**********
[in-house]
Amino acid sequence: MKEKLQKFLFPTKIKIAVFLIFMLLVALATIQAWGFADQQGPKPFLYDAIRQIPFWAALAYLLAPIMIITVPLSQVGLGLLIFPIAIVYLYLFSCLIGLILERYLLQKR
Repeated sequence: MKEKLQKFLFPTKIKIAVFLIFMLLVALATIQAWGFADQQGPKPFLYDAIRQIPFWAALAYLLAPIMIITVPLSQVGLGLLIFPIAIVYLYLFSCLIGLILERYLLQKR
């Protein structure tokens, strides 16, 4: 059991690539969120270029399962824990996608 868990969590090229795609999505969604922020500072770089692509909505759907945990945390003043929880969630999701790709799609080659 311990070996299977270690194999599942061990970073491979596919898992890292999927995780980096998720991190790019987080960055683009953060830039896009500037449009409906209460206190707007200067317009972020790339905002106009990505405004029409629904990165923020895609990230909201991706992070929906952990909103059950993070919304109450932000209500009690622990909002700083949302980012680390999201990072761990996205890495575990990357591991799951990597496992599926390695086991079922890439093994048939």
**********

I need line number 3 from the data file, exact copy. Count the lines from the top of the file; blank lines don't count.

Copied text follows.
Repeated sequence: MKEKLQKFLFPTKIKIAVFLIFMLLVALATIQAWGFADQQGPKPFLYDAIRQIPFWAALAYLLAPIMIITVPLSQVGLGLLIFPIAIVYLYLFSCLIGLILERYLLQKR